Doctrine of Eclipse

At the time the Constitution was created, there were a number of laws in effect, some of which directly conflicted with fundamental rights; therefore, the Supreme Court developed a number of principles/doctrines, one of which was the Doctrine of Eclipse, to assess the constitutionality of these laws. The fundamental rights provision in the Constitution’s Article 13(1) states that “all laws in force in the territory of India immediately before the commencement of this Constitution in so far as they are inconsistent with the provisions of this Part, i.e. Part III, shall, to the extent of such inconsistency, be void.” Fundamental rights are envisioned under the eclipse concept as being prospective in nature.

In the case of Keshav Madhav Menon v. State of Bombay, the petitioner was charged with violating the Indian Press (Emergency Powers) Act of 1931 by printing a booklet without authorization. It was unclear whether Article 13(1) of the Constitution applied prospectively or retrospectively because the lawsuit was still ongoing when it took effect. The Court was asked to decide whether the contested Act violated Article 19(1)(a) and, if so, whether it should be nullified. The Court added that the Act is only void to the degree of the breach and that the word “void” used in Article 13 does not suggest that statutes or sections have been repealed in its affirmative response to the first part of the question.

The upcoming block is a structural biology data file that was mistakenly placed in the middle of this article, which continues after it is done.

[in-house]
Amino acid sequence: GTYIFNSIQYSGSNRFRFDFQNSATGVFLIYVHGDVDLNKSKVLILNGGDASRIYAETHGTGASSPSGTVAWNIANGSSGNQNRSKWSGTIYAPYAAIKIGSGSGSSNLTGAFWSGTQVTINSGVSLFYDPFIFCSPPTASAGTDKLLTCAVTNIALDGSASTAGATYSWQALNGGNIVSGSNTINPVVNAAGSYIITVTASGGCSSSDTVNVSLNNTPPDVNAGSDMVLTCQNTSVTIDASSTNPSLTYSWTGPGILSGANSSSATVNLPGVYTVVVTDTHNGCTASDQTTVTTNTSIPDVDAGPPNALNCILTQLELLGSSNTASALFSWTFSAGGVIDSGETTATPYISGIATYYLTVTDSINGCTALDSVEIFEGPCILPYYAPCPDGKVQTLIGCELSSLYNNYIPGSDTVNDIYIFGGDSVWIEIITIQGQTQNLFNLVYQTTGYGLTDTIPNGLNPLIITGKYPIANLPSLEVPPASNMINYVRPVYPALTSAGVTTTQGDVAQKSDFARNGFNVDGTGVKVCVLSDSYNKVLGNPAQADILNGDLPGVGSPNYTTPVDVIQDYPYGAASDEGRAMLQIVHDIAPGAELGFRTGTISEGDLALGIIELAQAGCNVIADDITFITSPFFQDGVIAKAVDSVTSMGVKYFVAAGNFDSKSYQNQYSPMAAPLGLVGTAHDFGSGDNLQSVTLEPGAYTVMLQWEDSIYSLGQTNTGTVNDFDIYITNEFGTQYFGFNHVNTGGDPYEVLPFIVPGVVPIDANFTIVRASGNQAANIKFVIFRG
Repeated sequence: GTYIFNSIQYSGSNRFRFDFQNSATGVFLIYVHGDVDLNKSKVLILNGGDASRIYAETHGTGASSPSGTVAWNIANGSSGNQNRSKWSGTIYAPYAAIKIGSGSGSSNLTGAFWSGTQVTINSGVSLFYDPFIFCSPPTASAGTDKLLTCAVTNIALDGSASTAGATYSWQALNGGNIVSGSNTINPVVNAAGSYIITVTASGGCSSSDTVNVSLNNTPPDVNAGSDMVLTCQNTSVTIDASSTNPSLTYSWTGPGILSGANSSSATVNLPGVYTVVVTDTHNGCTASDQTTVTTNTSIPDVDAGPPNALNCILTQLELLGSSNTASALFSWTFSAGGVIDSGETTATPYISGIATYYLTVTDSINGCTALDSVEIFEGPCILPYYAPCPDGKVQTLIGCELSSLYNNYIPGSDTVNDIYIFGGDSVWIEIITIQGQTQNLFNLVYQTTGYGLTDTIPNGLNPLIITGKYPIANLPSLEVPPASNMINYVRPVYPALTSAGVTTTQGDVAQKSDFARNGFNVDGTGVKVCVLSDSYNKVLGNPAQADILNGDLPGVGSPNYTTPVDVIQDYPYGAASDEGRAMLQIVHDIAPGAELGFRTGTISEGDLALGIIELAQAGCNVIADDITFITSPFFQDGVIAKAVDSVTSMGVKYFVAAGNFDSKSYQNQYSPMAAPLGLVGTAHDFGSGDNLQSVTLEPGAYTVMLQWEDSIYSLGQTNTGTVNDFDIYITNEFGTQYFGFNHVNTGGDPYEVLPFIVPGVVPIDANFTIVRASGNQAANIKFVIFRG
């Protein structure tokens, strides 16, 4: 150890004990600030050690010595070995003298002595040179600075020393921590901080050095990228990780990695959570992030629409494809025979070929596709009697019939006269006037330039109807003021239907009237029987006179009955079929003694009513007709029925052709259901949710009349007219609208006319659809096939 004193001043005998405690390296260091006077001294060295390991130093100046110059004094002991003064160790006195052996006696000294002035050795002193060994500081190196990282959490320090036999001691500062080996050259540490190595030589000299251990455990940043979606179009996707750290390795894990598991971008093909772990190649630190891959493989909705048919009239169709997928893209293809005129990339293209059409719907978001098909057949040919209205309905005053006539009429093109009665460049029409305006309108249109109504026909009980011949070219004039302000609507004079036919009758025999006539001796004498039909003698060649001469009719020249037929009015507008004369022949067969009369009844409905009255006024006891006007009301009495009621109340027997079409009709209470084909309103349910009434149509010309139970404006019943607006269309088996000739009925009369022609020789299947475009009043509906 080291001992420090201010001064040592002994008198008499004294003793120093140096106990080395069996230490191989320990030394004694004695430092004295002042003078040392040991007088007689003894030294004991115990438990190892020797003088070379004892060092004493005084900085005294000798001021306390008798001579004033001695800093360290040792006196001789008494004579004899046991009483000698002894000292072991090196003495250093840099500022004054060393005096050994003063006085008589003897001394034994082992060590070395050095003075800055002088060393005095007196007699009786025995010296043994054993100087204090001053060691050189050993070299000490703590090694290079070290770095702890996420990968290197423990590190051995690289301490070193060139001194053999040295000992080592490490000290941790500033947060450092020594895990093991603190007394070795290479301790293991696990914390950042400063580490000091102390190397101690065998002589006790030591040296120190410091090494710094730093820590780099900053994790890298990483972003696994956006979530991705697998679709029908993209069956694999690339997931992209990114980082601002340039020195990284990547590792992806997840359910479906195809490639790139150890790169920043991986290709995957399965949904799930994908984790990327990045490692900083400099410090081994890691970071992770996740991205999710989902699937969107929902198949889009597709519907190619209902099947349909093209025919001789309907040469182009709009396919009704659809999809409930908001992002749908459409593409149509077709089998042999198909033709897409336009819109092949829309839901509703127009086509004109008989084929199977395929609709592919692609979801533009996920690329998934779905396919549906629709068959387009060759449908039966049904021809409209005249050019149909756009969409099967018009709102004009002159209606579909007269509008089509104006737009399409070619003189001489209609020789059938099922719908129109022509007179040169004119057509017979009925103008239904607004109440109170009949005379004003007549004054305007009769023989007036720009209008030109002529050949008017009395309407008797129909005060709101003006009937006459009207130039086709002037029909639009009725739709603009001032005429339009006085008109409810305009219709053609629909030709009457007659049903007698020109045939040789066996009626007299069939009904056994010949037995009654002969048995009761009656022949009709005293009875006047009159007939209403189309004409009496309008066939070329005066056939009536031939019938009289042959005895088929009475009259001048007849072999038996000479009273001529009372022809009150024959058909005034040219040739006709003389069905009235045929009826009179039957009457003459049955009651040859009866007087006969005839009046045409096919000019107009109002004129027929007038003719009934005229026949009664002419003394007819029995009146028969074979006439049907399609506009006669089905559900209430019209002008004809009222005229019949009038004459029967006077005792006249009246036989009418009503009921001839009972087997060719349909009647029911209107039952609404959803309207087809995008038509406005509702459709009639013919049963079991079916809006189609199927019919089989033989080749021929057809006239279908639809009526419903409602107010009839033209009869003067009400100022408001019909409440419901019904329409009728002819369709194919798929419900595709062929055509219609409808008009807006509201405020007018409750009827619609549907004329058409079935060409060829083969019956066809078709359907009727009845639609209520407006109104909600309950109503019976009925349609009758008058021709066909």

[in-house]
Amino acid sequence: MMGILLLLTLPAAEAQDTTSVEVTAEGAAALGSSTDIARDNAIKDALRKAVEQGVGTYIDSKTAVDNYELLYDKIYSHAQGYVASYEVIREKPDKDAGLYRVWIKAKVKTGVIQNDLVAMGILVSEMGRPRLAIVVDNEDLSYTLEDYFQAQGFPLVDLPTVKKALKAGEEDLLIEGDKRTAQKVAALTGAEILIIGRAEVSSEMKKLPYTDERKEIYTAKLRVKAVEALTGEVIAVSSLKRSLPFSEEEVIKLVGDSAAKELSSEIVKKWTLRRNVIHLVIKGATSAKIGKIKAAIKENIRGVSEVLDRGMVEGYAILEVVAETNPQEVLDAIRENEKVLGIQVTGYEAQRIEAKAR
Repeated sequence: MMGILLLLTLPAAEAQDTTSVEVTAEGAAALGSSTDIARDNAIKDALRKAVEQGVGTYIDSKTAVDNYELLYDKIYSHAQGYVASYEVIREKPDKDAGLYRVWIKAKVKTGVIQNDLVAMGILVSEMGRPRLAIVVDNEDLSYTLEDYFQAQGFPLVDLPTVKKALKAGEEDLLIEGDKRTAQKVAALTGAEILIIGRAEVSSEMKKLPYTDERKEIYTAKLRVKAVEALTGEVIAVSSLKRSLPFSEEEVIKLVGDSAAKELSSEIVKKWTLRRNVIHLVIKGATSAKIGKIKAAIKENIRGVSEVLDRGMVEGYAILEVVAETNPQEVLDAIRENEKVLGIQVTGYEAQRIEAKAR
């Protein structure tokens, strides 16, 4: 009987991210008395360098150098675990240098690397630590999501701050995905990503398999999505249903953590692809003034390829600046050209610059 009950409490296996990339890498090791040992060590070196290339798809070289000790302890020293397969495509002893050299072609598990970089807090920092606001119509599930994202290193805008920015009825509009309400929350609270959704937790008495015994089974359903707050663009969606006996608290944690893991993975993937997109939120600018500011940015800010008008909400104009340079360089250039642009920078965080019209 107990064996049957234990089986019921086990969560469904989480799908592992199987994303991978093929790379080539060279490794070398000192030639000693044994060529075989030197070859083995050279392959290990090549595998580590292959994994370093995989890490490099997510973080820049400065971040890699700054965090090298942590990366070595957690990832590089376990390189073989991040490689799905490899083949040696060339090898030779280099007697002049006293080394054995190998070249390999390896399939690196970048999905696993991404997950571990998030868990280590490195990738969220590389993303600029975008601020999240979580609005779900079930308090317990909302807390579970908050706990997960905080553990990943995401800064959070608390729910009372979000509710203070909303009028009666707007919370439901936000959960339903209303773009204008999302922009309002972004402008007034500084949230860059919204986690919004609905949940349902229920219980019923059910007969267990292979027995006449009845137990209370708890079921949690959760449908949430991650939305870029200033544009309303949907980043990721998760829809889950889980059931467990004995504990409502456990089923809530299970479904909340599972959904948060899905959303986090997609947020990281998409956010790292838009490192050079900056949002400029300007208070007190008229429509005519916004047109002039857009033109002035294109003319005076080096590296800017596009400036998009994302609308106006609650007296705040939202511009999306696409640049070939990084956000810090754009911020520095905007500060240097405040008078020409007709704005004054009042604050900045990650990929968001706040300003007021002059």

“PRIME LEGAL is a full-service law firm that has won a National Award and has more than 20 years of experience in an array of sectors and practice areas. Prime legal fall into a category of best law firm, best lawyer, best family lawyer, best divorce lawyer, best divorce law firm, best criminal lawyer, best criminal law firm, best consumer lawyer, best civil lawyer.”

Leave a Reply

Your email address will not be published. Required fields are marked *